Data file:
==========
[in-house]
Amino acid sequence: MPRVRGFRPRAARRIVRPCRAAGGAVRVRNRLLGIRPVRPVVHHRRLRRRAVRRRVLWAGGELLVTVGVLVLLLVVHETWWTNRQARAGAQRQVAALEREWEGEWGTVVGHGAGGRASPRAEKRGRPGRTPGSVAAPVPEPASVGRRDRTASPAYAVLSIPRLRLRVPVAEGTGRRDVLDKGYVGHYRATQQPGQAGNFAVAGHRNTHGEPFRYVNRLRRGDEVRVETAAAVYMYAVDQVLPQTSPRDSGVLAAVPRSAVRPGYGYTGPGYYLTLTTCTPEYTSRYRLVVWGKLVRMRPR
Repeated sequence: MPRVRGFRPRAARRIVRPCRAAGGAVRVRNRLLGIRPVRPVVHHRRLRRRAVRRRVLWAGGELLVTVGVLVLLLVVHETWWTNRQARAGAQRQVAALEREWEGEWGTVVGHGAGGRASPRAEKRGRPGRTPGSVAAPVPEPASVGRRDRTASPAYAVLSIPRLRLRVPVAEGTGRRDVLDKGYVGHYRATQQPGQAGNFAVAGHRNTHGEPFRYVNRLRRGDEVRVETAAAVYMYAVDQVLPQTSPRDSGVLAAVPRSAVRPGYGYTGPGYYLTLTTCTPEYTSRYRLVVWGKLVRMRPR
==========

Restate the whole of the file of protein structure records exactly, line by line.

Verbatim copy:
[in-house]
Amino acid sequence: MPRVRGFRPRAARRIVRPCRAAGGAVRVRNRLLGIRPVRPVVHHRRLRRRAVRRRVLWAGGELLVTVGVLVLLLVVHETWWTNRQARAGAQRQVAALEREWEGEWGTVVGHGAGGRASPRAEKRGRPGRTPGSVAAPVPEPASVGRRDRTASPAYAVLSIPRLRLRVPVAEGTGRRDVLDKGYVGHYRATQQPGQAGNFAVAGHRNTHGEPFRYVNRLRRGDEVRVETAAAVYMYAVDQVLPQTSPRDSGVLAAVPRSAVRPGYGYTGPGYYLTLTTCTPEYTSRYRLVVWGKLVRMRPR
Repeated sequence: MPRVRGFRPRAARRIVRPCRAAGGAVRVRNRLLGIRPVRPVVHHRRLRRRAVRRRVLWAGGELLVTVGVLVLLLVVHETWWTNRQARAGAQRQVAALEREWEGEWGTVVGHGAGGRASPRAEKRGRPGRTPGSVAAPVPEPASVGRRDRTASPAYAVLSIPRLRLRVPVAEGTGRRDVLDKGYVGHYRATQQPGQAGNFAVAGHRNTHGEPFRYVNRLRRGDEVRVETAAAVYMYAVDQVLPQTSPRDSGVLAAVPRSAVRPGYGYTGPGYYLTLTTCTPEYTSRYRLVVWGKLVRMRPR